By Christine Collins
In a year packed with nail-biting elections, one political phenomenon has remained constant: the rise of populism. And while its impacts are varied, scholars agree that populism is here to stay. Populism can be understood as a mobilizing discourse characterized by its “us vs. them” mentality. Ultimately, what sets populism apart is that it driven by “the people.” But who are the people? Well, it depends on whom you ask.
Distinctive and even contradicting at times, it is important to distinguish forms of left and right-wing populism:
- Left-wing populists can be defined as anti-elitist, fighting for the rights and equality of the common people
- Right-wing populists restrict the identity of the people, notably, on the basis of ethnicity and country of origin
One defining trait of right-wing populist political parties is that they tend to be led by charismatic leaders. And in Europe, a number of these leaders are women.
From Marine Le Pen of the National Rally in France to Alice Weidel of Alternative for Germany (AfD), women are making their mark in this traditionally male-dominated field. While usually this would be a call for celebration, as women have long been outnumbered by their male counterparts in the political arena, the case of women leading right-wing populist parties requires a double-take. Mainly, since these parties are known for female subordination: in Germany, the AfD has reinvigorated an Aryan vision of the nuclear family, composed of the breadwinning father going to work and child-rearing mother in the home. Further, its policies are anti-abortion, and hostile towards gay and lesbian relationships. This raises the question: what motivates women to represent right-wing political movements that shrink away from modern-day feminism? And how are they elected in a traditionally male-dominated playing field?
To answer the later question, while we may see women’s rise to the top of right-wing populist political parties as an unexpected turn of events, what is perhaps more surprising is who is voting them into power: according to a 2018 study, women across Europe are increasingly drawn to right-wing populist parties. This was demonstrated in the 2012 French presidential race, where Le Pen garnered votes from an almost equal number of men and women. This gender gap is projected to remain narrow, as a 2017 study found that women make up 48 percent of the Front National’s (now National Rally) voting base.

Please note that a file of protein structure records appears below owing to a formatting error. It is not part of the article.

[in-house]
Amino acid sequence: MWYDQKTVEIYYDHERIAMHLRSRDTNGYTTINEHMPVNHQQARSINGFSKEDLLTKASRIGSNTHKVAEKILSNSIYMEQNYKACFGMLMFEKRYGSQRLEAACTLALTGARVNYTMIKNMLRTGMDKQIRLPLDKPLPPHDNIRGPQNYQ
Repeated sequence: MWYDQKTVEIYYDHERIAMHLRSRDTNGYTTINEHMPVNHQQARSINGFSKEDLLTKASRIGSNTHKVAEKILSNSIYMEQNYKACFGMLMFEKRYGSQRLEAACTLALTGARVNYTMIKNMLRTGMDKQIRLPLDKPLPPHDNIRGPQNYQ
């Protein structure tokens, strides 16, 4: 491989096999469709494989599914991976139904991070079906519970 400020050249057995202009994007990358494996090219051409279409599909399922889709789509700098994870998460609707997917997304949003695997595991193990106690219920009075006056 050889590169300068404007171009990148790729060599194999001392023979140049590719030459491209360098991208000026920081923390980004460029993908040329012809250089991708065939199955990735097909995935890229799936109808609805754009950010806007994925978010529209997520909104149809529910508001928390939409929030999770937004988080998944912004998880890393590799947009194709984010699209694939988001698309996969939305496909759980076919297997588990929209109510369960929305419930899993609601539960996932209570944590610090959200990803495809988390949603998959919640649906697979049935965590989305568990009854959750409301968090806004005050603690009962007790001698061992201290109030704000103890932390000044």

So what makes right-wing populism so appealing to women? Well, if you can move past the patriarchal ideology, researchers found women voted for parties who promised to strengthen state welfare systems. As European women (especially mothers) are more likely to have lower paying jobs and require state support than their male counterparts, it is reasonable to understand this voting pattern.
At the same time, right-wing populism is defined by its fiercely anti-immigration rhetoric. This likens back to nationalist movements of the 20th century, where the drive towards a collective unity coupled with a sense of superiority set fascist ideologies apart. As only certain women benefitted from fascist regimes—Aryan, middle-class—so too does modern-day right-wing populism only advantage select women. In this case, “the people” are more narrowly defined based on ethnicity and country of origin.
To those who view the surge in female representation and participation in politics as a nod to gender equality, think again. Although leaders such as Weidel and Le Pen may look the part, they routinely co-opt the notion of women’s rights as it suits their right-wing agenda. While every woman must be protected in her right “to wear shorts or a miniskirt,” this same privilege does not extend to those wishing to don a hijab in public spaces. So when making your way to the ballot box next election, be mindful that a vote for a female leader is not necessarily a vote for feminism, especially if their name shares the banner of a right-wing populist party.